Moed Katan 2

Welcome to Moed Katan!

Today we begin the penultimate tractate of Seder Moed, the large collection of tractates that have to do with festivals. We began this seder nearly two years ago, with Tractate Shabbat, and we will finish it in about two months when we come to the end of Tractate Chagigah.

The word moed means festival. Today’s new tractate, Moed Katan, means “little festival,” and it discusses the laws of intermediate festival days — the middle days of Passover and Sukkot — during which the work prohibition is relaxed. Today, these days are more commonly called hol hamoed, meaning the less sacred portion of the festival (hol literally means common or profane). This tractate also covers the laws of mourning and excommunication, and it will all fly by in just 29 pages.

Why are festival laws different on the intermediate days? The most straightforward answer is that the Torah tells us so. For instance, here is Leviticus on Sukkot:

Mark, on the 15th day of the seventh month, when you have gathered in the yield of your land, you shall observe the festival of the Lord seven days: a complete rest on the first day, and a complete rest on the eighth day. (Leviticus 23:39)

It’s clear that the first and last days of Sukkot are meant to be the high points of the festival, days of complete rest. Likewise, here is what the Torah says about Passover:

You shall celebrate a sacred occasion on the first day, and a sacred occasion on the seventh day; no work at all shall be done on them; only what every person is to eat, that alone may be prepared for you. (Exodus 12:16)

Already in this verse from Exodus we see that there is a leniency on the work prohibition even for the most important first and final days of the festival: Work may be done to prepare food for the festive meal. This was the primary subject of Tractate Beitzah, which we explored just a few months ago. 

The work prohibition relaxes even more on the intermediate days of the festival. But just how much? That’s what we will discuss in this tractate. 

The opening mishnah, which describes specific kinds of labor that may be performed on hol hamoed, hints at larger principles and analogies that the rabbis use to determine the law. Here’s how it begins: 

One may irrigate a field that requires irrigation on the intermediate days of a festival as well as during the sabbatical year, both from a newly emerged spring and from a spring that did not just emerge. However, one may not irrigate a field with rainwater or with water drawn with a shadoof.

This mishnah, which states that one may irrigate a field from a spring, but not from rainwater or well water, suggests that the rabbis permit irrigation during hol hamoed only if it is not overly onerous. Redirecting a spring and letting it do the work of watering your plants is one thing. Schlepping bucket after bucket of water across a field is quite another.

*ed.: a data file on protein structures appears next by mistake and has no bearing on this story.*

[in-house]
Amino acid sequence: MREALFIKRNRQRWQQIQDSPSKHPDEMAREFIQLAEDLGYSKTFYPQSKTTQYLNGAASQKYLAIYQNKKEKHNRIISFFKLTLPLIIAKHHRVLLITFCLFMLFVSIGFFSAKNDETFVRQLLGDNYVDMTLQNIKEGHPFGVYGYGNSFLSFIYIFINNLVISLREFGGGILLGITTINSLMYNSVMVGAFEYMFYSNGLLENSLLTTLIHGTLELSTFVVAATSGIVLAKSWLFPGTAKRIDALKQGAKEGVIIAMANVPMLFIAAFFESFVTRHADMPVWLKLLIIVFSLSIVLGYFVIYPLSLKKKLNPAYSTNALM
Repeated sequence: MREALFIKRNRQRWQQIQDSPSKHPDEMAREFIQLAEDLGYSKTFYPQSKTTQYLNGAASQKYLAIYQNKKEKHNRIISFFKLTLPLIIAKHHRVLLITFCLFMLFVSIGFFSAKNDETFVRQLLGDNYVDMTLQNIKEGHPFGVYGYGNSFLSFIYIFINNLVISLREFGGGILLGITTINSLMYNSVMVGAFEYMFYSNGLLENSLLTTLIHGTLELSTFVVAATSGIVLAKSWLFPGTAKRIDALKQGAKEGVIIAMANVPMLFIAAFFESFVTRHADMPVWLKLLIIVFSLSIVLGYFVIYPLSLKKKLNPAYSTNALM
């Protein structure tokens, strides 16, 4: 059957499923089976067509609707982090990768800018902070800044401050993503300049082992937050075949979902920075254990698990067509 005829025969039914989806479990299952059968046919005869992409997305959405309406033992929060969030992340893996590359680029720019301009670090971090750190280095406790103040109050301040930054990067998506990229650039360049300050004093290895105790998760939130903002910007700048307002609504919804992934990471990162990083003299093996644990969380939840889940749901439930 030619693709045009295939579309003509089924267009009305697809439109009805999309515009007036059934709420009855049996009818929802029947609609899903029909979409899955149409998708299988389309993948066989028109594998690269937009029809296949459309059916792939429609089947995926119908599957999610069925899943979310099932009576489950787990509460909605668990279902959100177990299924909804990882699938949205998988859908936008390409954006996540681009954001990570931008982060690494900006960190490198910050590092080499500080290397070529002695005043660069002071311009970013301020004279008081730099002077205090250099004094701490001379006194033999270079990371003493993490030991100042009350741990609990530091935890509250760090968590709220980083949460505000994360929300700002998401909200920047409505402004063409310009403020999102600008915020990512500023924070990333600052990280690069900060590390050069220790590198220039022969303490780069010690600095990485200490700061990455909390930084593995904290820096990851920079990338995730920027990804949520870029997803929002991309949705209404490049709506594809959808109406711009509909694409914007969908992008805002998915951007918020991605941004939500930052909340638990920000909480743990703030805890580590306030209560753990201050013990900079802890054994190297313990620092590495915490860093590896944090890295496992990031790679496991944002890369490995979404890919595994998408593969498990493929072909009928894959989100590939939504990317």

As we saw with Tractate Beitzah, the rabbis are looking for a balance between keeping society up and running, making sure that the festival does not place undue hardship on people, and preserving the special joy of the festival week. The balance lies somewhere between doing no agricultural labor at all, which in the case of a neglected field could precipitate financial ruin (no pun intended!), and toiling to such an extent that the festival goes unnoticed.

Further down the page, the Gemara articulates another principle derived from the mishnah: Labor should be performed on the intermediate days of a festival to prevent considerable loss, but not to increase profits. The festival shouldn’t make us poor, but it is not the time to ignore the season of our rejoicing to chase extra financial gain.

Intriguingly, the opening of this mishnah also suggests that there is a parallel between the intermediate days of a festival and shmita, the sabbatical year. During shmita, observed for a full year every seven years, land is not farmed and one is allowed to harvest only what grows spontaneously. We let the land rest and celebrate. Just as we should for the full week on both Passover and Sukkot — at least as much as possible.

Read all of Moed Katan 2 on Sefaria.

This piece originally appeared in a My Jewish Learning Daf Yomi email newsletter sent on January 14th, 2022. If you are interested in receiving the newsletter, sign up here.

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